84 COMMENTS

  1. Labor should get up here. The Greens will surely have a swing towards them and this should become marginal as a consequence.

  2. As Ben notes in the article, that’s entirely dependent on what preferences the Liberals recommend here.

    No Liberal candidate here yet?

  3. Even if the Libs preference the Greens they will need a swing towards the them. Their should be a swing towards Labor considering they had a drubbing on primary vote last election. The Greens will solidify their hold around Northcote, and will make gains around Preston and Thornbury, but Reservoir will be a sticking point for them.

  4. If the Libs preference the Greens, they don’t need a swing towards them. If you recalculate the Liberal preference flow as about 80% (as it was in 2010) then the Greens win without any shift in primary votes.

  5. L96: In your first post, you predicted a swing towards the Greens, but then in your next one you predict a swing towards Labor? I’m a bit confused…

  6. They both should have a swing towards them on primary vote, the greens gain would be larger I suspect. Labor had a swing against them of 10% on primary and I’d expect them to gain a little bit back.

  7. Michael Kroger has already made his decision about lib preferences. It remains to be seen if can bring the party with him.

  8. @Winediamond Kroger rightly believes that the Libs need a greater share of preferences in order to win more seats in Victoria, so he is willing to do a deal with the Greens and other minor parties.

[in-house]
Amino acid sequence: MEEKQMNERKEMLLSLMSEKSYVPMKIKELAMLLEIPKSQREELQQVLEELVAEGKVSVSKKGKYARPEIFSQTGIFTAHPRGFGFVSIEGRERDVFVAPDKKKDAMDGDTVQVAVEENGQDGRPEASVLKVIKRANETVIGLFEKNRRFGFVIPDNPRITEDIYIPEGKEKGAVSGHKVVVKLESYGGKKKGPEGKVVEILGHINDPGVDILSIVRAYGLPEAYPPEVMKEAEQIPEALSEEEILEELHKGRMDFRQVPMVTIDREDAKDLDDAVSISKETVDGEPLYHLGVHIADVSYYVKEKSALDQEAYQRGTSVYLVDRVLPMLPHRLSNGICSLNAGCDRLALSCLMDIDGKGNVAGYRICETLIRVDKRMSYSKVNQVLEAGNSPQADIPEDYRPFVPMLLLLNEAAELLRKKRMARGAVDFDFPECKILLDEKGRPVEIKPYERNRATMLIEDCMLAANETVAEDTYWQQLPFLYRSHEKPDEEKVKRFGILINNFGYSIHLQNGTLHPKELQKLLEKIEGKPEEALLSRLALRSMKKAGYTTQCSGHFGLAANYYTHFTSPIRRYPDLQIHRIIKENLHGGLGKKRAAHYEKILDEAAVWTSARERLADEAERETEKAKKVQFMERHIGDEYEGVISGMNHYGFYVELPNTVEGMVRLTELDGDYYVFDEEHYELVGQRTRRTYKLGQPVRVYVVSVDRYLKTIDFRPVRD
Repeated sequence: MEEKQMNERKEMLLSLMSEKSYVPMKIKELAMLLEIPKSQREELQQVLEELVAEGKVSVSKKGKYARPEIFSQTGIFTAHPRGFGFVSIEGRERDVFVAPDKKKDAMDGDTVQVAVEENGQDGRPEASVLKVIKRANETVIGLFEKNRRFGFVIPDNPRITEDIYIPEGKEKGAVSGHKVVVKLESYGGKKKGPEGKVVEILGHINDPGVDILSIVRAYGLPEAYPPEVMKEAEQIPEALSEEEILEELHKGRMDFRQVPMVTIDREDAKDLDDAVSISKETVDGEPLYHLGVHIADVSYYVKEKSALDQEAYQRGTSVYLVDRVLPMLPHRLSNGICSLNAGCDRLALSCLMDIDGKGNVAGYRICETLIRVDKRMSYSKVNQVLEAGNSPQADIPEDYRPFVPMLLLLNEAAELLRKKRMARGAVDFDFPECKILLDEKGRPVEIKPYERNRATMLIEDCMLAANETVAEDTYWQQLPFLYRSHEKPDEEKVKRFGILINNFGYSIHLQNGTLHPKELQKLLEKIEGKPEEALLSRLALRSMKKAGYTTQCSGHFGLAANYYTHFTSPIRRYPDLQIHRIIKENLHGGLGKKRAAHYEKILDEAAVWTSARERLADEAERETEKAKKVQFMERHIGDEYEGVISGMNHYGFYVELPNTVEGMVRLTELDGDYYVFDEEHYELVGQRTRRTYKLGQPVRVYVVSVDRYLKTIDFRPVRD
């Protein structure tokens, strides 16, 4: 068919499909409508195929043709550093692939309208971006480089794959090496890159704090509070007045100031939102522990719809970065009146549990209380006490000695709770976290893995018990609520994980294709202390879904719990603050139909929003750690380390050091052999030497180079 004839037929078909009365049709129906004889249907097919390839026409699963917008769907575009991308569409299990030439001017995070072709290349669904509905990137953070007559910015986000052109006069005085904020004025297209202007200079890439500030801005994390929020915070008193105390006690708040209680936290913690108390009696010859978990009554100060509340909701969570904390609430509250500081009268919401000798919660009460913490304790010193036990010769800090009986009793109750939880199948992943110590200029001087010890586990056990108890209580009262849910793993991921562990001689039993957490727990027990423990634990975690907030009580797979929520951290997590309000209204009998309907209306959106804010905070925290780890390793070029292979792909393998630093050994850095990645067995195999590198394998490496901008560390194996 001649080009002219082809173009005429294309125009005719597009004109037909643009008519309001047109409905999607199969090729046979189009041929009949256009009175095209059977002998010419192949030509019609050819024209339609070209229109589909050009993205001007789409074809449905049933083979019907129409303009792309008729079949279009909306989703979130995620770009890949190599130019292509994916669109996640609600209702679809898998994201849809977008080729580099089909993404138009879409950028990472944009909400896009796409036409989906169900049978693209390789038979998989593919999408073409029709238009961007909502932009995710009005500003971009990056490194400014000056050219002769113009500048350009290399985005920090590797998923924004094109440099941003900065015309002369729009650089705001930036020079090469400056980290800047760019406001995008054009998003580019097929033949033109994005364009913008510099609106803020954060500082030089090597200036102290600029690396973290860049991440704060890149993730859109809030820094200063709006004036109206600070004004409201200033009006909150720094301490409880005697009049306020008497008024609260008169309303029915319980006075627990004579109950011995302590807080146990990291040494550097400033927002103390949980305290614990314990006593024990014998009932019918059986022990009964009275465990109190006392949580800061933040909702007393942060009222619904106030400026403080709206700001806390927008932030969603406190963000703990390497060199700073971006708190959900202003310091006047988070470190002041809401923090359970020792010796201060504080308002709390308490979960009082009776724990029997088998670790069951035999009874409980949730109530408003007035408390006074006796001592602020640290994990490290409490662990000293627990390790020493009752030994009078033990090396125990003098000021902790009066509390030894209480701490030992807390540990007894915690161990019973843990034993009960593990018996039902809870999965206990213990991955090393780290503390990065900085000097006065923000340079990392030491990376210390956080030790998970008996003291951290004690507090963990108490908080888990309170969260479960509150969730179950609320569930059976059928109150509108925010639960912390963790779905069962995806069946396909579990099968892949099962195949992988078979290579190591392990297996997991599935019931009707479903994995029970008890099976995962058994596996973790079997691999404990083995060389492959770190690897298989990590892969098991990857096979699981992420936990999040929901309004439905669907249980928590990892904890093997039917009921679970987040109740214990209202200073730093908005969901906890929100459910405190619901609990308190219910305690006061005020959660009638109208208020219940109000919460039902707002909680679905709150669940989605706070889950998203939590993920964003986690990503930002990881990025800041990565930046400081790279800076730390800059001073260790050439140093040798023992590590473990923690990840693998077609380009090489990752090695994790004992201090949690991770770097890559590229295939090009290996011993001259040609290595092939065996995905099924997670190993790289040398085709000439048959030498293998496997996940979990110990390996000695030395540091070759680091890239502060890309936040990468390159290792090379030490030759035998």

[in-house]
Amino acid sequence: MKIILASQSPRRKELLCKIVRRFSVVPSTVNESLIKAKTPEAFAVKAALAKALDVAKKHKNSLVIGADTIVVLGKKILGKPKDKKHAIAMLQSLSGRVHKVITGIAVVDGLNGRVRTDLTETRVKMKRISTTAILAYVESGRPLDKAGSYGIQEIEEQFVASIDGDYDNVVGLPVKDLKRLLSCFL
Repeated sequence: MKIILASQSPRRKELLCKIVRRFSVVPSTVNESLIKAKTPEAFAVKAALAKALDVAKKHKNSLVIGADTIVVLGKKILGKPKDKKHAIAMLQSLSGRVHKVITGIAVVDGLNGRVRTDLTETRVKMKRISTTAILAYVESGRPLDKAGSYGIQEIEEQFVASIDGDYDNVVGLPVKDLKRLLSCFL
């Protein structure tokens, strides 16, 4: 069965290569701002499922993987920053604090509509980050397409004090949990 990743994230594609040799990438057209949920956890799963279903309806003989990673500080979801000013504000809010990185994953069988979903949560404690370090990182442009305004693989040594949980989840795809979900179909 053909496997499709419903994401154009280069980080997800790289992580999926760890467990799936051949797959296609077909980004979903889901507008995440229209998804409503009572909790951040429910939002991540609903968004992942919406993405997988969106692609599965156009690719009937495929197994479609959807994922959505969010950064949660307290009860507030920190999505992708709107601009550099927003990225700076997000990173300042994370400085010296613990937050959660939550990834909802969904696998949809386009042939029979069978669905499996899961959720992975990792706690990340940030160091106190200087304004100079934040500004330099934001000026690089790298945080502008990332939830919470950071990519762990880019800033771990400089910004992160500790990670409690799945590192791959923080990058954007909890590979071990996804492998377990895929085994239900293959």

This is partly driven by the party’s pining for the success of the glory days, unseen since Andrew Peacock in 1990. I have no doubt the Libs will acquiesce to him, this was their normal policy prior to 2013 and they value electoral success above all.

  9. I think you’d find in areas that are strongly Green that the preferences from the Libs are stronger than in the areas where they don’t poll as highly. I would say this as Inner city Libs, especially in this area of Melbourne would be relatively small l and progressive, Where as Libs in the north of the electorate are more likely to be migrants with a lesser view of the Greens.

  10. L96
    That is quite an assumption. IMV it is more to do with a voter deciding how to do the max damage to the ALP. IMV it may well have nothing to do with affection for the Greens, relative or otherwise

  11. The divide between the ALP and Green voting areas in Batman is a little more complicated than just Bell St. In the west of the seat, the Green vote holding above 20 extends along the railway and tram lines into Regent, while in the east, the Green vote being bellow 20 extends well into Thornbury (the only PT there is buses and there is a significant proportion of public housing).

  12. What I find amusing about the ALP here is that draft AEC determination for Batman proposed including Heidelberg West. The ALP fought tooth and nail against it… arguing it should stay in Jaga Jaga, it would be ironic if in retrospect if its shown these voters could have staved off the Greens in Batman.

    I suspect we’ll see a Green victory here, the Libs would be mad not to do a deal as its pulls ALP resources away from its marginals….and if the EW debacle thought the Libs anything it’s that the ALP, not the Greens, are the ones that rip up contracts.